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GE Announces $50 Million Settlement with SEC

Written by Super User.


Today, the General Electric Company (GE) announced that it will pay a civil penalty of $50 million in a settlement with the Securities and Exchange Commission (SEC) over allegations of accounting improprieties. The agency alleges that GE misled investors “by reporting materially false and misleading results in its financial statements” in 2002 and 2003. These alleged distortions include increasing reported earnings or revenues and avoiding reporting negative financial results.

“GE bent the accounting rules beyond the breaking point,” said Robert Khuzami, director, Division of Enforcement, SEC. “Overly aggressive accounting can distort a company’s true financial condition and mislead investors.”

The SEC filed a complaint with the U.S. District Court for the District of Connecticut that alleges on four separate occasions, beginning in 2002 and continuing through 2003, top-level accounting or finance personnel approved the use of accounting practices that did not comply with U.S. Generally Accepted Accounting Principles (GAAP). In one alleged instance, GE improperly applied SFAS 133 to a since discontinued commercial paper funding program to avoid “unfavorable disclosures” and an estimated $200 million pre-tax charge to earnings. In another alleged instance in 2003, the company failed to correct a misapplication of financial accounting standards to interest-rate swaps, and the SEC alleges that in 2002 and 2003, the company reported end-of-year sales to accelerate more than $370 million in revenue. In the final complaint, the SEC alleges that in 2002, GE improperly made accounting changes to increase the company’s net earnings by $585 million.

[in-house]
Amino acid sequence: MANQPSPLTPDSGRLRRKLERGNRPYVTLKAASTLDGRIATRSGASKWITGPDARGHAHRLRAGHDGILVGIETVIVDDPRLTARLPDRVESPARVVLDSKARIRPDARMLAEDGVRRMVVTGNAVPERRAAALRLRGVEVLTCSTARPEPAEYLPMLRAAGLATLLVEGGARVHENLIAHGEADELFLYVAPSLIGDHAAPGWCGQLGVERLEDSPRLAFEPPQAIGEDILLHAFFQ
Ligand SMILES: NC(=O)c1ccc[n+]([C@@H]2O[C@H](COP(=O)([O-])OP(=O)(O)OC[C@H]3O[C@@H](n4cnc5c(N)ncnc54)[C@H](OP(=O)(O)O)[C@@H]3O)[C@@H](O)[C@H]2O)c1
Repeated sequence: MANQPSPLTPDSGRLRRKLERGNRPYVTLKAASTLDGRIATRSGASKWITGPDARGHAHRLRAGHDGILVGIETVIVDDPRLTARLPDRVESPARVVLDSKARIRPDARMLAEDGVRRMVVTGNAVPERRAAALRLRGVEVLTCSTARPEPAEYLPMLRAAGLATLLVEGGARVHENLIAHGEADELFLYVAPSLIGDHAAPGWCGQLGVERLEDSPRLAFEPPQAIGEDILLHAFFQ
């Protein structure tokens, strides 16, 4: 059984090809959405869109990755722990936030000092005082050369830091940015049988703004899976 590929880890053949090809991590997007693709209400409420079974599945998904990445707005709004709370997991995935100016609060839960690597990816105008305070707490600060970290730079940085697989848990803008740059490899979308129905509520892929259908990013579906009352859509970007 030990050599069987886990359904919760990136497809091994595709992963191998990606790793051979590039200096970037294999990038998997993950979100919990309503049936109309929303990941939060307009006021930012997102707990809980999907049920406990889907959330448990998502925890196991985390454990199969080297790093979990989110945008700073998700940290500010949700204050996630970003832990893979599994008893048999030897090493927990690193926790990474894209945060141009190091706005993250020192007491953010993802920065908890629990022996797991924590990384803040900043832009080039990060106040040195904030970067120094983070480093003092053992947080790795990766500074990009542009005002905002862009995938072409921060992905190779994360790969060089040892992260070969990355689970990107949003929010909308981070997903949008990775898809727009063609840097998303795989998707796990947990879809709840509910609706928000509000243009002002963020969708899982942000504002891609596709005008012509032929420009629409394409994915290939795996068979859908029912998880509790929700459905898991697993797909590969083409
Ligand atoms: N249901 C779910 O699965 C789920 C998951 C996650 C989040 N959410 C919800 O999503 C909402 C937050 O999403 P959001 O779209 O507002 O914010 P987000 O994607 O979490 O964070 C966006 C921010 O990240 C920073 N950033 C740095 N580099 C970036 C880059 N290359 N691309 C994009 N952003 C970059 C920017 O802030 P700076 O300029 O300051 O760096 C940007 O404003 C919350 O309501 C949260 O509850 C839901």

The SEC alleges that the commercial paper and end-of-year revenue acceleration were intentional violations, while the other two errors were the result of negligence. The agency uncovered the alleged violations during a risk-based investigation of the company’s accounting practices.

“Every accounting decision at a company should be driven by a desire to get it right, not to achieve a particular business objective,” said David Bergers, director, Boston Regional Office, SEC. “GE misapplied the accounting rules to cast its financial results in a better light.”

GE reached the settlement, though neither admits nor denies any allegations of wrongdoing. “GE is committed to the highest standards of accounting,” the company released in a statement. “GE cooperated with the SEC over the course of its investigation, and GE and its Audit Committee conducted their own comprehensive review in conjunction with the investigation.”

GE says that it reviewed and produced nearly three million pages of e-mails and other documents to the SEC, and suffered $200 million in external legal and accounting expenses. “We have concluded that it is in the best interests of GE and its shareholders to resolve this matter and put it behind us on the basis announced today, pursuant to which, consistent with standard SEC practice, we neither admit nor deny the SEC’s allegations,” it said in a statement.

The company admitted that the errors that did take place fell short of its accounting standards, and in turn, has “implemented numerous remedial action and internal control enhancements to prevent such errors from recurring.” GE has already made the corrections to the effects these accounting practices would have had in its financial statements and filings to the SEC between May 2005 and February 2008 and says no further corrections will be required.

Matthew Carr, NACM staff writer. Follow us on Twitter @NACM_National.


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